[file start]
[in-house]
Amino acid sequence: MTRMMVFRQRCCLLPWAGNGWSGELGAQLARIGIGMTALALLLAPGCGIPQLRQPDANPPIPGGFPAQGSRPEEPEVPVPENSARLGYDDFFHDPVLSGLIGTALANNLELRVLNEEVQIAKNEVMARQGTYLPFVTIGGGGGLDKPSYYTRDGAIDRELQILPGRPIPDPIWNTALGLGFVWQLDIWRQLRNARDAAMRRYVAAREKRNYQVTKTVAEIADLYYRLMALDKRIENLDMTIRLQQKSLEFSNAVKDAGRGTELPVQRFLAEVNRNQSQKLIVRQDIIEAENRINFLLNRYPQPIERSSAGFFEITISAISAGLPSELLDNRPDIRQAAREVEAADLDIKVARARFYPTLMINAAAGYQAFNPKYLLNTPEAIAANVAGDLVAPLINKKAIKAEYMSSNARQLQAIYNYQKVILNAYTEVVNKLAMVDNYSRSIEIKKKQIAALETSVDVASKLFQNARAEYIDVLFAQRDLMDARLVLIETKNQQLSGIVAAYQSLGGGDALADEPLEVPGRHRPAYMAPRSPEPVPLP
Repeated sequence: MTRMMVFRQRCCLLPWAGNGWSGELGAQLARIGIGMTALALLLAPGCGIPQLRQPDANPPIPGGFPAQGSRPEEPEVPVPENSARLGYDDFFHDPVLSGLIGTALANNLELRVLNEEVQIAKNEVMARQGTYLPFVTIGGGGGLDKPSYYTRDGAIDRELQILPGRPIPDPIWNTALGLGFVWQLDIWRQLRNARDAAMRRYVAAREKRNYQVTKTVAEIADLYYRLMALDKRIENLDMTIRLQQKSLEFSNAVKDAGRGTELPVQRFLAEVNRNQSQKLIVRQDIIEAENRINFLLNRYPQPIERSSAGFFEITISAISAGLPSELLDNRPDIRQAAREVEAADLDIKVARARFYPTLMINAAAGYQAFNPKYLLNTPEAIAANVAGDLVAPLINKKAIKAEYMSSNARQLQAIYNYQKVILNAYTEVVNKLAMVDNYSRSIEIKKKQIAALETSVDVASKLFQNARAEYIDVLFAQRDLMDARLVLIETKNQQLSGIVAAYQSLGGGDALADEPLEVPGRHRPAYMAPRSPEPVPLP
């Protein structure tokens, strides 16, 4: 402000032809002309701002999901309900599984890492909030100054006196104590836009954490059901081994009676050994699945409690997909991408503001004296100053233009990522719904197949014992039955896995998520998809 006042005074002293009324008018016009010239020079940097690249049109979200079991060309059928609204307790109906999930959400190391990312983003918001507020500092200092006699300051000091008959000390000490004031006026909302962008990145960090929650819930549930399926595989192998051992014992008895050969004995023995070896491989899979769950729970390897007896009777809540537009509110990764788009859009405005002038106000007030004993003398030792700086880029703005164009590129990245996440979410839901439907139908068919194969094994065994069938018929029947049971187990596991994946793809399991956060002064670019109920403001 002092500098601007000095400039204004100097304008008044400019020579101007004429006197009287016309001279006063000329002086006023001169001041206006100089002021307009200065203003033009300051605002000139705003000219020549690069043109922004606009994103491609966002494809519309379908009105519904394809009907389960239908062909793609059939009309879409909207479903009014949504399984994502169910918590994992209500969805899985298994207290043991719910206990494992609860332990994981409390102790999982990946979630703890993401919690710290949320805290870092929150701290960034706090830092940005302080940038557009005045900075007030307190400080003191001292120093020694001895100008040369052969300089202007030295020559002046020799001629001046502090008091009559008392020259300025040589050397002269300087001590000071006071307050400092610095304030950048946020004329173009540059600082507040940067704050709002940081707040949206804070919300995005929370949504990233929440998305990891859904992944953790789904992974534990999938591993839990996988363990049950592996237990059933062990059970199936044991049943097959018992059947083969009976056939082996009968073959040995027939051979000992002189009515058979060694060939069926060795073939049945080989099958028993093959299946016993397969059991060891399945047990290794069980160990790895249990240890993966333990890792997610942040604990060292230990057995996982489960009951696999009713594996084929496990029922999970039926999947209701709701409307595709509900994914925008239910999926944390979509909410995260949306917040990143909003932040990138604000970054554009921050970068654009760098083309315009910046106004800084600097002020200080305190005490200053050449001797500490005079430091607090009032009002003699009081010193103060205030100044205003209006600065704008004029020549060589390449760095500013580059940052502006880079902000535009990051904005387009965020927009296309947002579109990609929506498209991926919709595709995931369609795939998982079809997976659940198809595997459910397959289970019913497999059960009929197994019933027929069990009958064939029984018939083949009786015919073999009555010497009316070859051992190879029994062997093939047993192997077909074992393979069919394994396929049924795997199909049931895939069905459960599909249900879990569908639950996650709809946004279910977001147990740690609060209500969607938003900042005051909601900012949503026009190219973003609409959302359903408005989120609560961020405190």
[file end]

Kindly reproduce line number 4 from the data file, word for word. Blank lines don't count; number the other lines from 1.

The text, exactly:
């Protein structure tokens, strides 16, 4: 402000032809002309701002999901309900599984890492909030100054006196104590836009954490059901081994009676050994699945409690997909991408503001004296100053233009990522719904197949014992039955896995998520998809 006042005074002293009324008018016009010239020079940097690249049109979200079991060309059928609204307790109906999930959400190391990312983003918001507020500092200092006699300051000091008959000390000490004031006026909302962008990145960090929650819930549930399926595989192998051992014992008895050969004995023995070896491989899979769950729970390897007896009777809540537009509110990764788009859009405005002038106000007030004993003398030792700086880029703005164009590129990245996440979410839901439907139908068919194969094994065994069938018929029947049971187990596991994946793809399991956060002064670019109920403001 002092500098601007000095400039204004100097304008008044400019020579101007004429006197009287016309001279006063000329002086006023001169001041206006100089002021307009200065203003033009300051605002000139705003000219020549690069043109922004606009994103491609966002494809519309379908009105519904394809009907389960239908062909793609059939009309879409909207479903009014949504399984994502169910918590994992209500969805899985298994207290043991719910206990494992609860332990994981409390102790999982990946979630703890993401919690710290949320805290870092929150701290960034706090830092940005302080940038557009005045900075007030307190400080003191001292120093020694001895100008040369052969300089202007030295020559002046020799001629001046502090008091009559008392020259300025040589050397002269300087001590000071006071307050400092610095304030950048946020004329173009540059600082507040940067704050709002940081707040949206804070919300995005929370949504990233929440998305990891859904992944953790789904992974534990999938591993839990996988363990049950592996237990059933062990059970199936044991049943097959018992059947083969009976056939082996009968073959040995027939051979000992002189009515058979060694060939069926060795073939049945080989099958028993093959299946016993397969059991060891399945047990290794069980160990790895249990240890993966333990890792997610942040604990060292230990057995996982489960009951696999009713594996084929496990029922999970039926999947209701709701409307595709509900994914925008239910999926944390979509909410995260949306917040990143909003932040990138604000970054554009921050970068654009760098083309315009910046106004800084600097002020200080305190005490200053050449001797500490005079430091607090009032009002003699009081010193103060205030100044205003209006600065704008004029020549060589390449760095500013580059940052502006880079902000535009990051904005387009965020927009296309947002579109990609929506498209991926919709595709995931369609795939998982079809997976659940198809595997459910397959289970019913497999059960009929197994019933027929069990009958064939029984018939083949009786015919073999009555010497009316070859051992190879029994062997093939047993192997077909074992393979069919394994396929049924795997199909049931895939069905459960599909249900879990569908639950996650709809946004279910977001147990740690609060209500969607938003900042005051909601900012949503026009190219973003609409959302359903408005989120609560961020405190």